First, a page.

Moving North along Bignold Road will find you following in the footsteps (or tyre tracks) of the first builders onto the estate. Bignold road heads it’s way north from Drayton Road until it reaches the horseshoe shape that is Appleyard Crescent; which has become 0.7% more infamous since the resurgence of the Star Wars series of films (more on that later in the series).
Mile Cross. A corporation-built housing estate in Norwich that has a bit of a reputation for being a bit rough, and in some places I suppose it is – some of it falls into the “most deprived” category – as in most deprived places in the UK – but that doesn’t mean we should write it off and all move out. As with most things, there’s a lot more to it if you care to scratch the surface. Some people like myself grew up here, some people like myself moved away and then moved back here, some people are stuck here, some people were born (and will willingly die) here, remaining in the area their entire lives due to some sense of familiarity, comfort and/or family ties, and there are some people who live here out of necessity – the rent tends to be cheaper in the northern fringes of Norwich, held back by mindset that it’s all a bit rough I guess.
Anyway, Mile Cross is where I grew up. My parents moved into a house at the western end of Drayton Road in about 1980 when my father (a Glaswegian) left the armed forces. I attended the Dowson Infant and Mile Cross Middle Schools before moving on to the CNS. Hellesdon (thankfully) wouldn’t have me; presumably for being a “Crossy”, even though it is nearest school to most of the estate. Mile Cross kids are (even to this day) mostly refused entry. Turns out that’s not a bad thing, well not to my eyes at least.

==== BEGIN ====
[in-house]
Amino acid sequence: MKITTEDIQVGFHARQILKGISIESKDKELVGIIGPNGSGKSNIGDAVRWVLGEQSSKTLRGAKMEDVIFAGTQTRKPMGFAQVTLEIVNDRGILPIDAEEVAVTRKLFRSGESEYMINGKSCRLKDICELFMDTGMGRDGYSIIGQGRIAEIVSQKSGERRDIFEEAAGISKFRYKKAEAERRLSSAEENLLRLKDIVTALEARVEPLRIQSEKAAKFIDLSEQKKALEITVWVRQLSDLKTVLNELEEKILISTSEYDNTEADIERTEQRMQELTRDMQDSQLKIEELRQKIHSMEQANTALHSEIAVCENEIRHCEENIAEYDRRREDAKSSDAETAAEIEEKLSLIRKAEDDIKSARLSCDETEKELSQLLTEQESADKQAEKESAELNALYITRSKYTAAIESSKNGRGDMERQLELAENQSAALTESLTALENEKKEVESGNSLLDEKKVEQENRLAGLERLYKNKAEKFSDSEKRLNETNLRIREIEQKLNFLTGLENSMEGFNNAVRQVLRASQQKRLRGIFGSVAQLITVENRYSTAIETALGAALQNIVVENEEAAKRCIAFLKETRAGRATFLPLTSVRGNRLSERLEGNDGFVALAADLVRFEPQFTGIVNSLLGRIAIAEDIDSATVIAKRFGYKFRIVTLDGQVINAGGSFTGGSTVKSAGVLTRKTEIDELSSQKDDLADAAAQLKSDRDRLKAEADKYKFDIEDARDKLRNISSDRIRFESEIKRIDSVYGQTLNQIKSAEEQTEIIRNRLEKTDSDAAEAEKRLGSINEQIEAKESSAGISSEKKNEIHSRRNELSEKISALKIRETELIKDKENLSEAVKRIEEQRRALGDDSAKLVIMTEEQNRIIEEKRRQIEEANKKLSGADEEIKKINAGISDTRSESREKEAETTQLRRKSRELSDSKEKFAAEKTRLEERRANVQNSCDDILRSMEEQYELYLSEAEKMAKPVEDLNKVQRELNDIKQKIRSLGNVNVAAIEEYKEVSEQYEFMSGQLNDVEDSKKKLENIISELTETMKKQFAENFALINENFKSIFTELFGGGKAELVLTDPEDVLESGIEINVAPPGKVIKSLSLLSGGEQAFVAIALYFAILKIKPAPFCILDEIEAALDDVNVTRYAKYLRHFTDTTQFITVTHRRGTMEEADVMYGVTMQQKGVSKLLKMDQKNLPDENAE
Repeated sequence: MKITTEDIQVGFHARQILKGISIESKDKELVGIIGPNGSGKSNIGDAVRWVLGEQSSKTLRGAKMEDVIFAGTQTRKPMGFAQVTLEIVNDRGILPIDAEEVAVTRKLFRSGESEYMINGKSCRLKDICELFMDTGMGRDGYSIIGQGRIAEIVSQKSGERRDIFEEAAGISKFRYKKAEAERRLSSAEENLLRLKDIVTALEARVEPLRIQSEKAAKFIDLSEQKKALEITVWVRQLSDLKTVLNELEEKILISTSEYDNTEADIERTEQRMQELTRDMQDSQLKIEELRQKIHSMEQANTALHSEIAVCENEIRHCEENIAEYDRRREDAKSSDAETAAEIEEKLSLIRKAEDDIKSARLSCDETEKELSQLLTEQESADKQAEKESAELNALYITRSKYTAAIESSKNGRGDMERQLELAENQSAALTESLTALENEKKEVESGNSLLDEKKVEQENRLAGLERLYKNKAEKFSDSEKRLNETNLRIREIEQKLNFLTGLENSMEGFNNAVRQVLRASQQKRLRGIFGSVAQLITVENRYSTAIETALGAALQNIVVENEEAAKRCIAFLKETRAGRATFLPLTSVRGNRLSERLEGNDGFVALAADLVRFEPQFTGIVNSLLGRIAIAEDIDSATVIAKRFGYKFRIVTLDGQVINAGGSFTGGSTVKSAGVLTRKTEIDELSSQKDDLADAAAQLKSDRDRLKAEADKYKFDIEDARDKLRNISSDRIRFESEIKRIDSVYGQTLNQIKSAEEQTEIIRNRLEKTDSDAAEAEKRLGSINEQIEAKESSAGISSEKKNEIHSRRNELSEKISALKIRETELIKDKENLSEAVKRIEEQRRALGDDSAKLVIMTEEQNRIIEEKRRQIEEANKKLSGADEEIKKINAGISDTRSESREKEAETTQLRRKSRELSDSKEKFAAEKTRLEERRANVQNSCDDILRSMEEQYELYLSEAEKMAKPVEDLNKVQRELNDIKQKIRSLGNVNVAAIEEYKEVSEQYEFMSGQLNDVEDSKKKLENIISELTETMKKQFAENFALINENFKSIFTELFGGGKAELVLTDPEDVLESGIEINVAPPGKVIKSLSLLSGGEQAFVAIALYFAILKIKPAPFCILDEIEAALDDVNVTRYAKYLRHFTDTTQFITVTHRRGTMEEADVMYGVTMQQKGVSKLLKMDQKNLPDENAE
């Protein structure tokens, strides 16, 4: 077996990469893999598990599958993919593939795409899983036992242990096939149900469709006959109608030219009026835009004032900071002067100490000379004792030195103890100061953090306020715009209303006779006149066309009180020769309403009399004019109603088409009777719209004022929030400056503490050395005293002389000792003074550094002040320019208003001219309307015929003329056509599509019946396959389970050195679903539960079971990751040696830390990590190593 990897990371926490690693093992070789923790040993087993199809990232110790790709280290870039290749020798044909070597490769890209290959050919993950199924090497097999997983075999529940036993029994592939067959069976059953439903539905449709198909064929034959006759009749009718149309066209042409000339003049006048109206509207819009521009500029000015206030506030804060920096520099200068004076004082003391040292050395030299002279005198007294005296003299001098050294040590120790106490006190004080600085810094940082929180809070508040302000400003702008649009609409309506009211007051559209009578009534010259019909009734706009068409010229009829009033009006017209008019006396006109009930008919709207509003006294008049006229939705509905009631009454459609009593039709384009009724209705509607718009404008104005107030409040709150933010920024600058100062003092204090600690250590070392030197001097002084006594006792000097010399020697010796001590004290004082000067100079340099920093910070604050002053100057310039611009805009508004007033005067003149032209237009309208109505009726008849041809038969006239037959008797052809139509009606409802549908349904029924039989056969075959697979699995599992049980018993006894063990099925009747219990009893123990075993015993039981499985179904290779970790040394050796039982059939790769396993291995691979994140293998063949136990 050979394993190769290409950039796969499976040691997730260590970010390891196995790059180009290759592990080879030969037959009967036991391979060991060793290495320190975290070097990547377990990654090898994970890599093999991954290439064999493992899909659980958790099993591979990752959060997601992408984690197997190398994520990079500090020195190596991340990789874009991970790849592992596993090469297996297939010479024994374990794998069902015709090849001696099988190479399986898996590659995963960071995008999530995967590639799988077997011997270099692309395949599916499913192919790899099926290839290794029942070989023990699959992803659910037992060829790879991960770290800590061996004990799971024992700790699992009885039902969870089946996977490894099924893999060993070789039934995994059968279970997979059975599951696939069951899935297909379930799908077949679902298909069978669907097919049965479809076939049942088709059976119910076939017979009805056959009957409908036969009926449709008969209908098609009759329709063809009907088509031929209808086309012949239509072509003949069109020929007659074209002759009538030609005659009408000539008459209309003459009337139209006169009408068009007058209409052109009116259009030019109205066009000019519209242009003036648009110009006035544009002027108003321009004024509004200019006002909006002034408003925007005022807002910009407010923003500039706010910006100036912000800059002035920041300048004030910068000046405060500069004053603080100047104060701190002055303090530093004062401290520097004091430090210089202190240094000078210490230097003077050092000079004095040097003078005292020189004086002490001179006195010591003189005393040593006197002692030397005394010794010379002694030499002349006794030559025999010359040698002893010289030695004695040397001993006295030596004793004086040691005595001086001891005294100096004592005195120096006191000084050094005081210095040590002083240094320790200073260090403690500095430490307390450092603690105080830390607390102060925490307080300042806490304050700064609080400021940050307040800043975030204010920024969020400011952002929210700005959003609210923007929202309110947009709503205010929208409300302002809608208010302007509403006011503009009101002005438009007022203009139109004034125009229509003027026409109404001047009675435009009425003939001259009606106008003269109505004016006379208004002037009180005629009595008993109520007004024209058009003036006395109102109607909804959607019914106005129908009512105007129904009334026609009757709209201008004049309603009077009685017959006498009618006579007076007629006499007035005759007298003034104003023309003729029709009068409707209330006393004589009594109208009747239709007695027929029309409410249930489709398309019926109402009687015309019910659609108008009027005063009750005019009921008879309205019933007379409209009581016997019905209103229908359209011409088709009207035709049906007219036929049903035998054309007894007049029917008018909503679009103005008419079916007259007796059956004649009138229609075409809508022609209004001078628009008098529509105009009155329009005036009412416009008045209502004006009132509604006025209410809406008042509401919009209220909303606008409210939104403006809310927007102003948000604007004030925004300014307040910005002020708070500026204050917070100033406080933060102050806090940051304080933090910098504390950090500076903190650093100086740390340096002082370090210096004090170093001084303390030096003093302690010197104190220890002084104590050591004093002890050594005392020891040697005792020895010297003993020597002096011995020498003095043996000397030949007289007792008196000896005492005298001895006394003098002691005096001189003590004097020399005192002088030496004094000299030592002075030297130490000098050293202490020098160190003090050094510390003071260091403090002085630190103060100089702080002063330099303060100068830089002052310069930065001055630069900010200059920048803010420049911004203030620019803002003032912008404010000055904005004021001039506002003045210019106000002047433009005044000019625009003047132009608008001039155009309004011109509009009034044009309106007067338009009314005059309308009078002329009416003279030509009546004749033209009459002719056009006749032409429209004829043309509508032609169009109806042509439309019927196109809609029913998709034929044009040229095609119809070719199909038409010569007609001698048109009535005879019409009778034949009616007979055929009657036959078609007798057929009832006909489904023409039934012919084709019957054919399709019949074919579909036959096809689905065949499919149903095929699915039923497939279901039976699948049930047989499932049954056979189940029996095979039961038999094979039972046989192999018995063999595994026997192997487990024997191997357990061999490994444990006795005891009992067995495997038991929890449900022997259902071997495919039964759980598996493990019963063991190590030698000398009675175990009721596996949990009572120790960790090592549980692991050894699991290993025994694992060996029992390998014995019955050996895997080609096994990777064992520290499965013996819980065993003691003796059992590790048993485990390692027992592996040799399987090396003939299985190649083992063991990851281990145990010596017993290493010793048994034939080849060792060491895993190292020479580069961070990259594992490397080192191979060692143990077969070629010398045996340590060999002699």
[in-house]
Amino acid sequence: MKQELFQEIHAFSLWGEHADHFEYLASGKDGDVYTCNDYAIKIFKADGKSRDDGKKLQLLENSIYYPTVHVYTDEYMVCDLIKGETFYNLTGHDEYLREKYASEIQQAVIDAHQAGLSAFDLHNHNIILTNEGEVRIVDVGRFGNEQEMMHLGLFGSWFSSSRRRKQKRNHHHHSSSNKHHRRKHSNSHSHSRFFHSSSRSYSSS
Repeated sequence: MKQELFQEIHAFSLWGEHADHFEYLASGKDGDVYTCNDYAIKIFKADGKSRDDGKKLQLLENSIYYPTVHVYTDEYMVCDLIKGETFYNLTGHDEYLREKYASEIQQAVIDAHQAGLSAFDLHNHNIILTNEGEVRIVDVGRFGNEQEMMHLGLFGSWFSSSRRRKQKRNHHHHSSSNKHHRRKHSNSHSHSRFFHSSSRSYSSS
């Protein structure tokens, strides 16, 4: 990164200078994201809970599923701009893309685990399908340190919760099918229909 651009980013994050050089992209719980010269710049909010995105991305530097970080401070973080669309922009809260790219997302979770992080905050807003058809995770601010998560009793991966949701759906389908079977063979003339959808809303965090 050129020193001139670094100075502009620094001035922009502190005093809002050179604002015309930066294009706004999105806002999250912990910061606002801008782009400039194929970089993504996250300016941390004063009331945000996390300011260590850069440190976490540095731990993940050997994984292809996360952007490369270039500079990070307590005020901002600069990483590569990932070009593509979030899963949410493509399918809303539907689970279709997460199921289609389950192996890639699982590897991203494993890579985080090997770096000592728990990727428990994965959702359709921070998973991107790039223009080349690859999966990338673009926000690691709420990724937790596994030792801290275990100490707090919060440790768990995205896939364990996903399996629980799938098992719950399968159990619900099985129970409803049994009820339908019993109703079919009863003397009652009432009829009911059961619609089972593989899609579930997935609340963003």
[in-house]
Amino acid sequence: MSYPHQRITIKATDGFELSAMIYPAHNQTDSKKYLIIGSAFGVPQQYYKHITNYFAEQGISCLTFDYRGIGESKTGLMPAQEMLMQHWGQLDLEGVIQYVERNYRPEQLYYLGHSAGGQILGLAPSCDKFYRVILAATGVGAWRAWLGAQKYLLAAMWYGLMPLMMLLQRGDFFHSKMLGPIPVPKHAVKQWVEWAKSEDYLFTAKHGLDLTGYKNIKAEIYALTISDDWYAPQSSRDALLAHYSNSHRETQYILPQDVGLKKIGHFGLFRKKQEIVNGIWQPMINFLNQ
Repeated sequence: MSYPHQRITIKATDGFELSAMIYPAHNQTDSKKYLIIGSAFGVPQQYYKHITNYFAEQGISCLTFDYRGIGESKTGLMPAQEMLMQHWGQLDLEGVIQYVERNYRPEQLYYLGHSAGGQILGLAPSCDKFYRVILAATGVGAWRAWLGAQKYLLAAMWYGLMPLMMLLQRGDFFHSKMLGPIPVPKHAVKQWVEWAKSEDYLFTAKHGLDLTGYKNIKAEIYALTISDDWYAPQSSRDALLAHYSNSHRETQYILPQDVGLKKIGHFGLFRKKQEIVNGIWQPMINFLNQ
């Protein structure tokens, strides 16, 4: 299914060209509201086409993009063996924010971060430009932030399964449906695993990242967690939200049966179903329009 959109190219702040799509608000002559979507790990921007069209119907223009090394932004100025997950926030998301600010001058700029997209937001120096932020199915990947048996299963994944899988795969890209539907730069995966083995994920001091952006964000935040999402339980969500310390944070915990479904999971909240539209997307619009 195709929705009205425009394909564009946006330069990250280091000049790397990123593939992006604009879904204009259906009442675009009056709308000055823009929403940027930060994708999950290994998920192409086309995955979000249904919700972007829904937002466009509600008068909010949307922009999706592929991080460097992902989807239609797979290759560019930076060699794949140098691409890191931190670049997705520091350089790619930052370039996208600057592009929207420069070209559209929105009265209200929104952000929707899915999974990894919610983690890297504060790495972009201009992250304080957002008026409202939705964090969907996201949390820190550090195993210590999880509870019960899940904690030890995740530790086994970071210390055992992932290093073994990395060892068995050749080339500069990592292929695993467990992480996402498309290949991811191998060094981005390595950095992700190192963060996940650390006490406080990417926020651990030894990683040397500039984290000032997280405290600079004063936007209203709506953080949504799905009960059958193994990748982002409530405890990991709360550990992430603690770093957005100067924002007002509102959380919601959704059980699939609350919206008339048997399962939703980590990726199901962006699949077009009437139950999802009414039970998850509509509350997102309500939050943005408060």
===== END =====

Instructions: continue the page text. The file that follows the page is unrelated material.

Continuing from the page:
In 1996 I finally got around to flying the nest and found myself housed in the ‘NR2’ area of the City Center, only a stones-throw away from the old N&N. Coming from Mile Cross you’ll be surprised to know that I wasn’t quite expecting the leap-up in exposure to anti-social behavior and crime that Norwich City center living brings. After surviving the City Lifestyle for about 7 years before I finally succumbed to the urge to move somewhere a little more peaceful. After moving around a bit my family and I decided to move back to “The Cross”, eventually buying a house about 150 meters away from the house in which I grew up and where my widowed father still lives.
Maybe I’m trapped in the estate’s invisible gravity, however, unlike some I don’t intend to live out my final years here. Whilst I am here though, I have decided to take a long, hard look at Mile Cross for what it is. This blog will help me to do that, as well as looking at few other local interests of mine and hopefully for anybody reading I’ll hold their (your) attention for more than this handful of paragraphs.
I’ll start with Suckling Avenue: The once-grand entrance to the Estate from the North:
Space wasn’t at such a premium for new housing developments during the inter-war years and it shows here. The avenue was created this way on purpose and it was purely showing off on the behalf of the Corporation’s planners.
Named after Robert Suckling, who was twice Mayor of Norwich in the late 1500’s.
I spend a lot of my spare time taking photographs, researching local history and getting involved with various heritage projects. Somebody suggested that I should start a blog, so here it is… I’ll be writing about the history of the Mile Cross estate, the history of Norwich and Norfolk, Norfolk Railway Heritage, Photography and anything else that takes my interest.Links to my Flickr page, my Norfolk Railway Heritage Group Facebook page and Friends of Norwich City Station pages can be found over to the left along with a search bar to look for anything in particular. If you have any queries, please get in touch using the contact link.